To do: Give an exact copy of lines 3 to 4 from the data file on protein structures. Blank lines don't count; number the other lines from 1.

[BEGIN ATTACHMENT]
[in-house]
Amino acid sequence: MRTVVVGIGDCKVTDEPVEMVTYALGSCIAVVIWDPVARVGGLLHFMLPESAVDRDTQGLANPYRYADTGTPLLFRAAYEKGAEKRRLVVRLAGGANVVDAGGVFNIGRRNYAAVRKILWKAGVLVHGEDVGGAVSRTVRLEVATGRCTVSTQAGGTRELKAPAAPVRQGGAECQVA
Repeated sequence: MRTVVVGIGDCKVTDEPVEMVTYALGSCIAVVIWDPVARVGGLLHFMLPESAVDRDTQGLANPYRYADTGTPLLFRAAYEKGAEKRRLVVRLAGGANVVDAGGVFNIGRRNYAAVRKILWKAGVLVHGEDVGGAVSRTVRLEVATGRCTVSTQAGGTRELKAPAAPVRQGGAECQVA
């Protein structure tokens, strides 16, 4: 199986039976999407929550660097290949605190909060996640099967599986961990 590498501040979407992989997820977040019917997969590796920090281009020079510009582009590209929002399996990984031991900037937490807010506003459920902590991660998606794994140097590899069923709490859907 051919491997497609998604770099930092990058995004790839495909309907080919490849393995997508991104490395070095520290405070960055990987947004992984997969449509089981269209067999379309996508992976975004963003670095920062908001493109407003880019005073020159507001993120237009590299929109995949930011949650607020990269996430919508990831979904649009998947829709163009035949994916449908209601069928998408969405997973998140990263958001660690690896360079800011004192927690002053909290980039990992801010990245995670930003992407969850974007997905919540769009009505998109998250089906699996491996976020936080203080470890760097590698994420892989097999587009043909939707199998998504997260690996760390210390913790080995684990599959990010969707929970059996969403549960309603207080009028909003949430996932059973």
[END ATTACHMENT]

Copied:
Repeated sequence: MRTVVVGIGDCKVTDEPVEMVTYALGSCIAVVIWDPVARVGGLLHFMLPESAVDRDTQGLANPYRYADTGTPLLFRAAYEKGAEKRRLVVRLAGGANVVDAGGVFNIGRRNYAAVRKILWKAGVLVHGEDVGGAVSRTVRLEVATGRCTVSTQAGGTRELKAPAAPVRQGGAECQVA
């Protein structure tokens, strides 16, 4: 199986039976999407929550660097290949605190909060996640099967599986961990 590498501040979407992989997820977040019917997969590796920090281009020079510009582009590209929002399996990984031991900037937490807010506003459920902590991660998606794994140097590899069923709490859907 051919491997497609998604770099930092990058995004790839495909309907080919490849393995997508991104490395070095520290405070960055990987947004992984997969449509089981269209067999379309996508992976975004963003670095920062908001493109407003880019005073020159507001993120237009590299929109995949930011949650607020990269996430919508990831979904649009998947829709163009035949994916449908209601069928998408969405997973998140990263958001660690690896360079800011004192927690002053909290980039990992801010990245995670930003992407969850974007997905919540769009009505998109998250089906699996491996976020936080203080470890760097590698994420892989097999587009043909939707199998998504997260690996760390210390913790080995684990599959990010969707929970059996969403549960309603207080009028909003949430996932059973």